At the 12th, he looked completely under control – pricking his ears to size up the fence and find his takeoff spot – landing with momentum. He jumped the 13th fence, all 4-foot-9 of it, while the others left the ground at the 12th. He’d built an insurmountable lead, that was clear. Could he see out the race’s final mile-and-a-half? And could he handle the final nine fences? Like always in the Hunt Cup, the course would pass judgment – even in a year with more broken posts and splintered rails than usual.
After taking out a rail at the 14th, Vintage Vinnie nearly threw it all away at the 16th. Uphill, 4-foot-10 and nearly 3 miles into the race, the fence asks a difficult question. The leader clouted it, a broken post dropping out the top rail in three panels. Tail up, nose down, front legs supporting the whole lot, Vintage Vinnie slowed, steadied himself and galloped on. Nevin barely moved in the saddle, even if his right hand came off the reins for a second.
“There was one scary moment, where he knuckled a little bit and almost went down on his head but the horse is so clever,” Nevin said. “Five or six from home is it? He is very quick on his feet and athletic. It’s unreal, he got me out of a hole there.”
Somewhere Davies cringed.
“He made one serious mistake, but he did it with authority, at the 16th,” Davies said. “If you have momentum, and stay balanced, you can do that.”
Vintage Vinnie put the near-disaster behind him, and cleared the 17th as the others steadied up to the now-shortened 16th. Though he nearly flattened 17, Le Chevalier pulled well clear of the rest to take second before losing Hendriks with a run-out at the 20th. Safely on the landing side of 21 by this point, Nevin looked over his shoulder for competition and saw none. Vintage Vinnie popped the last and cantered home.
“I couldn’t believe it, it was a shock,” Davies said. “After the 19th I started to get hopeful. Before that I wasn’t very hopeful. I just thought his jumping was going to catch up to him. I did not have a great deal of faith. I knew he had done a lot of jumping and I hoped that he was wise enough to steady himself, but I just didn’t think he’d be able to keep steadying himself for 4 miles and over all those fences. Could he keep doing it?” He could.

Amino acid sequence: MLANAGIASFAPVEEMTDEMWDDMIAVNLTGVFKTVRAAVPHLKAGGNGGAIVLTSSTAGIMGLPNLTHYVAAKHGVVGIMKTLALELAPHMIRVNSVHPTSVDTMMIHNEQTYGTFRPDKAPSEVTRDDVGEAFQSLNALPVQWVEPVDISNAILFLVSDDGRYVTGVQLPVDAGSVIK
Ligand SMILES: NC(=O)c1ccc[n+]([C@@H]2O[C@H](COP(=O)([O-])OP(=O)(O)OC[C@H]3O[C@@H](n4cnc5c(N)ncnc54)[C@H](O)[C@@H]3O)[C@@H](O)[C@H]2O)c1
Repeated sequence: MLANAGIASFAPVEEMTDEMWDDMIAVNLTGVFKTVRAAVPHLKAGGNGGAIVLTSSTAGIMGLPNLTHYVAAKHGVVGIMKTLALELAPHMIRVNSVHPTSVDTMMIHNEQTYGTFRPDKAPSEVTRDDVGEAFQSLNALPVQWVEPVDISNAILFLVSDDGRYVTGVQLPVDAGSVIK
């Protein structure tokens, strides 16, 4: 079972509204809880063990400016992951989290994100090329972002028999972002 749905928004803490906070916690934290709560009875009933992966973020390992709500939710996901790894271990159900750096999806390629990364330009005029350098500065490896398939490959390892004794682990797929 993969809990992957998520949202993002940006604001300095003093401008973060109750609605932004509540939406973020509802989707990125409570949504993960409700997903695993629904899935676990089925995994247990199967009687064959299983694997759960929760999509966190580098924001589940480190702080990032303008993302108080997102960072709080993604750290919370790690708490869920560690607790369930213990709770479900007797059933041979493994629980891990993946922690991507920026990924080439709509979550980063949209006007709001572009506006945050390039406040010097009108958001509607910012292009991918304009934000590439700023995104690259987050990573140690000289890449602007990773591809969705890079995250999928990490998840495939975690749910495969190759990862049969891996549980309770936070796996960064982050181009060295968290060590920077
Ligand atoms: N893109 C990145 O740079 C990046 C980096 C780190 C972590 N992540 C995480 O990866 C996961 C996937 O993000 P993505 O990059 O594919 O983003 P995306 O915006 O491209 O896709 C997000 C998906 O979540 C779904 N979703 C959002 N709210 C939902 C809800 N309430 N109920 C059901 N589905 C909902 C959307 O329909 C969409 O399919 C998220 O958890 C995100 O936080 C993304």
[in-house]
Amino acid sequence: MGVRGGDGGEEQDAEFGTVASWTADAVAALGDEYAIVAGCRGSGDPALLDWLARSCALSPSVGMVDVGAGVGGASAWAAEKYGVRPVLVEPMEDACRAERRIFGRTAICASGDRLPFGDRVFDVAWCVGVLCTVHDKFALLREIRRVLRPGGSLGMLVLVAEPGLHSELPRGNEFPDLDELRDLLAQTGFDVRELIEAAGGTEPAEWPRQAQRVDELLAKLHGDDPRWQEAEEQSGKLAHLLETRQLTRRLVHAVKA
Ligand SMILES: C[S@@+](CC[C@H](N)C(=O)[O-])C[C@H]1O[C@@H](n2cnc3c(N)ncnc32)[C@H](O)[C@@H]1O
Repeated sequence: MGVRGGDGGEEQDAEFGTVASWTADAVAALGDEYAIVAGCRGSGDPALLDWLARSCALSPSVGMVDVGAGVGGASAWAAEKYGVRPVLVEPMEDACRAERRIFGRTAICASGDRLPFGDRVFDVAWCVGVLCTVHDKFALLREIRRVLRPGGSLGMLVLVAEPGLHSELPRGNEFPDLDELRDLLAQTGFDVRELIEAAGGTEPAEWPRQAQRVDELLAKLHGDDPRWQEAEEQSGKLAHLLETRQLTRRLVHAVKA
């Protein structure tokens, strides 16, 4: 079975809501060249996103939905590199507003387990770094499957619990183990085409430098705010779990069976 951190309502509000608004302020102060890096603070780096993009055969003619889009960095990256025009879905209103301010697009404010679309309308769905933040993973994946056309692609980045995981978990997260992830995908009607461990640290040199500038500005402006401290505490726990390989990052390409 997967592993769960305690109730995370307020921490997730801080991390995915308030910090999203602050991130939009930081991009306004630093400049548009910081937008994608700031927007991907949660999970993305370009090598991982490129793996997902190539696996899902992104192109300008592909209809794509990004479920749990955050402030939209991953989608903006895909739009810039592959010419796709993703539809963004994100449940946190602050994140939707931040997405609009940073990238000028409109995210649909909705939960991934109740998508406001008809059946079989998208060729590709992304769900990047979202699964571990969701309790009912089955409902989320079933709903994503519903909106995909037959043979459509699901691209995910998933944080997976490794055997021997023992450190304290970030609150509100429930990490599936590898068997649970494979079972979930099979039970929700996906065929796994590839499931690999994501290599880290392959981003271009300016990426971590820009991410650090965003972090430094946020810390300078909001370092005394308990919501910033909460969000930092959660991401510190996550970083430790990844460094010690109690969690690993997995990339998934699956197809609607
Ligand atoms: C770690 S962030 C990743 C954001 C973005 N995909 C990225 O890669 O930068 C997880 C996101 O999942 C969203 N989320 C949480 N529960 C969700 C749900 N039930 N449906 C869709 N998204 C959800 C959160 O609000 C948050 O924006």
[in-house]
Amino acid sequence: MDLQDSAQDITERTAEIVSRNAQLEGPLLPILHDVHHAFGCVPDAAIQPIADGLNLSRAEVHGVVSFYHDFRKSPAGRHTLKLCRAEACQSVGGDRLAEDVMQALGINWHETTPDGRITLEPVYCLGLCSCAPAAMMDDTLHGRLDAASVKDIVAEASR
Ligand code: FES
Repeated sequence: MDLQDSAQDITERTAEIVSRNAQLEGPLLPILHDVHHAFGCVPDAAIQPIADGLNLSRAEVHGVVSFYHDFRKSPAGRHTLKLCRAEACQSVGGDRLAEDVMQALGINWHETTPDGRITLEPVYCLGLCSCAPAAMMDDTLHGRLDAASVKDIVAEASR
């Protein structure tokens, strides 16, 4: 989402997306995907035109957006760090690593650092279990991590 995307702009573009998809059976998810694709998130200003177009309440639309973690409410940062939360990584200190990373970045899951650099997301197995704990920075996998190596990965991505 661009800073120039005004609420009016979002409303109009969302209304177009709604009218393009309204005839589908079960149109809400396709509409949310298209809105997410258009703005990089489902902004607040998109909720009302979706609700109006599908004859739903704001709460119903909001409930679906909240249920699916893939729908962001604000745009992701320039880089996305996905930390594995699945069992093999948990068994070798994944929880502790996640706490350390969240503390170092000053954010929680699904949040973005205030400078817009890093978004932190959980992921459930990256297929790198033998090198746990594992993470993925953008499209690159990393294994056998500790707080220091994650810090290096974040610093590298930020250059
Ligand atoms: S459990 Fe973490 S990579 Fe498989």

Nevin, 20, came to the United States with no notion of the Hunt Cup. He’d seen videos, heard a story or two. A point-to-point regular who spent two years riding out for top Irish trainer Willie Mullins, learning as much as possible, Nevin had never seen a timber race much less ridden in one.
“The jump is different, these fences you’d more so show jump them,” he said. “They’re so upright. Back in Ireland the point-to-point fences are slanted and you can brush through the top of them.”
Prepped by Joe and Blythe Davies to be as quiet as possible, no matter what, and to let Vintage Vinnie do the work, Nevin listened – even when a mid-week schooling session went haywire with a refusal, a skid, a crow-hop in the hunter-trial field and finally a few fences Davies called satisfactory if unspectacular.
Davies provided fairly simple instructions during the week.
“You just sit there, be a passenger, he’ll do all the work,” the trainer told his jockey.
In the paddock a few minutes before the 4 p.m. post time, Blythe Davies was more emphatic.
“Dan, you do not have a choice here,” she said. “Put your hands down, leave him alone.”
Leaving the paddock with his feet out of the stirrups as Vintage Vinnie hopped and dipped into a warm-up gallop, Nevin stuck to the plan.
“I jumped off, left him alone and he did everything,” said the jockey. “I just sat there and enjoyed the trip around. Even going to the fourth-last I had a look behind me and I was so far clear I knew I had gotten enough breathers into him and he had saved enough energy that he had a fair chance. It would take a fair horse to stay at that pace for 4 miles, but he did it. I was able to take him back and get a couple breathers into him. He listened to me when he needed to.”
Preseli Rock and jockey Hadden Frost outran Rocket Star Red (Brett Owings) by a half-length to take second with Royal Ruse (Chris Gracie) fourth. Eight finished. There were no falls, though Vintage Vinnie was pulled up and looking for a sip of water by the time the others crossed the line.
The time bested the 8:25 3/5 of 2002 winner Young Dubliner (Ire) by three seconds. Firm turf contributed to the winning time, but they’re the only two horses to break 8:30 around the course, unchanged since 1922.
A Hunt Cup Winner’s Path
Joe and Blythe Davies claimed Senior Senator for $7,500 at Penn National, and changed Hunt Cup history by turning a rogue into a history-maker. Nobody called Vintage Vinnie the heir apparent, but he joined the squad in 2017 as a Hunt Cup prospect if for no other reason than his owner and trainer.